A Christian wedding photographer filed a suit last week against a Louisville, Ky., ordinance that would force her to photograph same-sex weddings and that even prevents her from posting her religious beliefs on her website.
Alliance Defending Freedom (ADF) filed the suit in federal court on behalf of Chelsey Nelson, who owns a studio, Chelsey Nelson Photography, that specializes in photographing, editing and blogging about weddings.
The Louisville ordinance makes it unlawful “for a person to deny an individual the full and equal enjoyment of the goods, services, facilities, privileges, advantages, and accommodations of a place of public accommodation, … on the ground of … sexual orientation,” according to the suit.
The lawsuit says the Louisville ordinance violates the First Amendment’s guarantee of freedom of speech and free exercise of religion, as well as the Fourteenth Amendment’s guarantee of due process. The suit also says the ordinance violates the First Amendment’s establishment clause because it would force her to participate “in religious exercises” that aren’t consistent with her beliefs. Further, the suit says the law violates the Kentucky Religious Freedom Restoration Act.
Nelson is a Christian whose religious beliefs “shape her business, her art, and her creativity,” the suit says.
“Chelsey believes that God designed marriage as a gift to people of all faiths, races, and backgrounds and that God ordained marriage to be a covenant between one man and one woman,” the suit says. “Chelsey’s views on marriage come from her personal interpretation of the Bible and the denominational teachings of the Southern Baptist Convention and her church.”
She “works with and serves clients regardless of who they are, including those in the LGBT community,” it says. But she “cannot promote every message or celebrate every event asked of her.”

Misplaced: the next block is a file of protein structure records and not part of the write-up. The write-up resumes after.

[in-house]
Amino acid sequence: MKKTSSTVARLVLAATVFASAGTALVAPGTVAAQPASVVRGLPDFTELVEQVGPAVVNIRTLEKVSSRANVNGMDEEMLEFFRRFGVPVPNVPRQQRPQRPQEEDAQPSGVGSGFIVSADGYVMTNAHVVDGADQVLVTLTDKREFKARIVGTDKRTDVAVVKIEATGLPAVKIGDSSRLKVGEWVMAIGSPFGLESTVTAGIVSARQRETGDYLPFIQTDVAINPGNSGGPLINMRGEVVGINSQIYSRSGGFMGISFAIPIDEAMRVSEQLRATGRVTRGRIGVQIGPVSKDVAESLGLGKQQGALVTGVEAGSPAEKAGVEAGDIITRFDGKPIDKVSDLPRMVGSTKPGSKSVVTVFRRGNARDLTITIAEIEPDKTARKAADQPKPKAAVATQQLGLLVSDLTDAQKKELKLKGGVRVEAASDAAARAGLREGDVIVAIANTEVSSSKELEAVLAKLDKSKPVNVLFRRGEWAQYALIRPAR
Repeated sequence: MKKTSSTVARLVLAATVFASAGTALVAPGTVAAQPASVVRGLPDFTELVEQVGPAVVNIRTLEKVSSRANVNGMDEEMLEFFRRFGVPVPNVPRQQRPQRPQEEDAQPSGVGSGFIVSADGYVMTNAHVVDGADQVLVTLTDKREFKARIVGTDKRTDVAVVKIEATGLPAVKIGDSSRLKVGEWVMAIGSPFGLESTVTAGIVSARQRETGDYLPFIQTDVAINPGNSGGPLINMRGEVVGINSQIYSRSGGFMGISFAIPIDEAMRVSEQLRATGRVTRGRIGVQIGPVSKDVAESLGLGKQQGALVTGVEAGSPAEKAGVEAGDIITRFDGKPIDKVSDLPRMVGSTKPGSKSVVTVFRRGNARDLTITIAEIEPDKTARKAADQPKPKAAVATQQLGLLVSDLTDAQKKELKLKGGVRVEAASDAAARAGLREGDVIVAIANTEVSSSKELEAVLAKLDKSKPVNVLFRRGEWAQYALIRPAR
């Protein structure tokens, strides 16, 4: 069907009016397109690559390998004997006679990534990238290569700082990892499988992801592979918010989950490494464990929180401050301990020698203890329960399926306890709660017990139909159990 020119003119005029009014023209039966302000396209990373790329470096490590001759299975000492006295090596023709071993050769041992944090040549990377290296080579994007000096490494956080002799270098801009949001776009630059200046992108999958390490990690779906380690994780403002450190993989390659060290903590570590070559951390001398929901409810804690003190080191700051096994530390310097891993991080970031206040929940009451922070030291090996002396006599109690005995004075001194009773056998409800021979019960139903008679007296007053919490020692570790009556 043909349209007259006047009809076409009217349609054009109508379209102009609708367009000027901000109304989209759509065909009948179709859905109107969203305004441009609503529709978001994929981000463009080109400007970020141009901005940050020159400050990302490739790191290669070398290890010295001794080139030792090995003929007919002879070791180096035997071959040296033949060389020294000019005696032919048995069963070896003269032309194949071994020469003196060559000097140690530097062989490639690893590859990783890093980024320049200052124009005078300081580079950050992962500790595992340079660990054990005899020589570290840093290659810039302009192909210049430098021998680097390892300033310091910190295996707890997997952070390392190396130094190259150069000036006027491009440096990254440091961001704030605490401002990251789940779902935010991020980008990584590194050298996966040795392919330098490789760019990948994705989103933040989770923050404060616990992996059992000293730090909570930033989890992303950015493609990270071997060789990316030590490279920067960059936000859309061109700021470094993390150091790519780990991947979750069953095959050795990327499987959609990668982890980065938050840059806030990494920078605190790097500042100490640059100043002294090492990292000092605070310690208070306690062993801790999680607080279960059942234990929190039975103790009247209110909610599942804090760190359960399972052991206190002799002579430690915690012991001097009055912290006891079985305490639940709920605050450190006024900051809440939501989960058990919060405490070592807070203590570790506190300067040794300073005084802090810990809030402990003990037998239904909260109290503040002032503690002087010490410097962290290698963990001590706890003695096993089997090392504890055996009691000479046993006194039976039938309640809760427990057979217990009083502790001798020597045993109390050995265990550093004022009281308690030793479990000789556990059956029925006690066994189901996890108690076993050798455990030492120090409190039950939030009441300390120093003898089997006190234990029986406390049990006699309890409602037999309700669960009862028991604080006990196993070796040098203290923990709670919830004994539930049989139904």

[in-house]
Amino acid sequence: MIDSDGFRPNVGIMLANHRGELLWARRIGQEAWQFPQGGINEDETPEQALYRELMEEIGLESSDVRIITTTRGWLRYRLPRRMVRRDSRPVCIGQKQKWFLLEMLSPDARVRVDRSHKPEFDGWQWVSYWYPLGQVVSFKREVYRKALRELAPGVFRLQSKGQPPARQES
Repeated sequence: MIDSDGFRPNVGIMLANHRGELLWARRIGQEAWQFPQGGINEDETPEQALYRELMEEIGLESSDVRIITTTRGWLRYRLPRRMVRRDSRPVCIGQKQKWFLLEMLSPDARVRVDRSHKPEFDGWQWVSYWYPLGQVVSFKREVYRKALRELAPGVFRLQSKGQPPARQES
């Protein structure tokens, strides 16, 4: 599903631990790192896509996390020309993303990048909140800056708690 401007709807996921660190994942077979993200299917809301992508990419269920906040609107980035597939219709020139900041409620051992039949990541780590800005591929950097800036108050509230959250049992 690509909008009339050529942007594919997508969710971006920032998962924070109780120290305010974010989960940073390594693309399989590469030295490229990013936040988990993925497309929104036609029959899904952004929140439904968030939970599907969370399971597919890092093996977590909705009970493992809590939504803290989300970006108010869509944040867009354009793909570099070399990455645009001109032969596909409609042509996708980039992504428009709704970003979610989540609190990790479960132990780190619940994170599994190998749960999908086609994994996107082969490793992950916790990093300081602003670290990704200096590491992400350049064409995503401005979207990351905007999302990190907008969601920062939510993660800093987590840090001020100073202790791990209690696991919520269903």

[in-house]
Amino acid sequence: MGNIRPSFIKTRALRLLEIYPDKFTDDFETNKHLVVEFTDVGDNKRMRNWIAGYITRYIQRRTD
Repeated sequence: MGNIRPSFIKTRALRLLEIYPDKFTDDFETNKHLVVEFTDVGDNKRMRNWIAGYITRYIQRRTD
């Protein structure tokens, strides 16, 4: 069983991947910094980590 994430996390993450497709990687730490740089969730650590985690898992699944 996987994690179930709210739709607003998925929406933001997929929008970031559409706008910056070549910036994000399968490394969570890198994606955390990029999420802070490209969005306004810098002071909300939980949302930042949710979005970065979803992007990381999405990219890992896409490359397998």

“In our pluralistic society, where we disagree about so many topics, speakers typically have the freedom to choose what they say and what they celebrate,” the lawsuit says. “We don’t force LGBT web designers to create content condemning same-sex marriage for a church. Or force Muslim printers to design anti-Islam flyers for a synagogue. The First Amendment protects these speakers’ freedom. Louisville should not take the same freedom away from Chelsey just because she wants to speak in favor of one particular view on marriage.”
The Louisville ordinance also prevents Nelson from posting on her website her “religious beliefs about marriage and what services her studio provides,” the suit says.
Chris Hartman, director of the Fairness Campaign, a Kentucky LGBTQ group, told the Courier-Journal newspaper that ADF was trying to “undermine civil rights laws across the nation.”
Elsewhere, the Arizona Supreme Court recently ruled in favor of Christian artists who create custom wedding invitations. The decision said the city of Phoenix could not force the women to create invitations for same-sex weddings.
Michael Foust is a freelance writer. Visit his blog, MichaelFoust.com.
Photo courtesy: Alliance Defending Freedom
Michael Foust has covered the intersection of faith and news for 20 years. His stories have appeared in Baptist Press, Christianity Today, The Christian Post, The Leaf-Chronicle, the Toronto Star and the Knoxville News-Sentinel.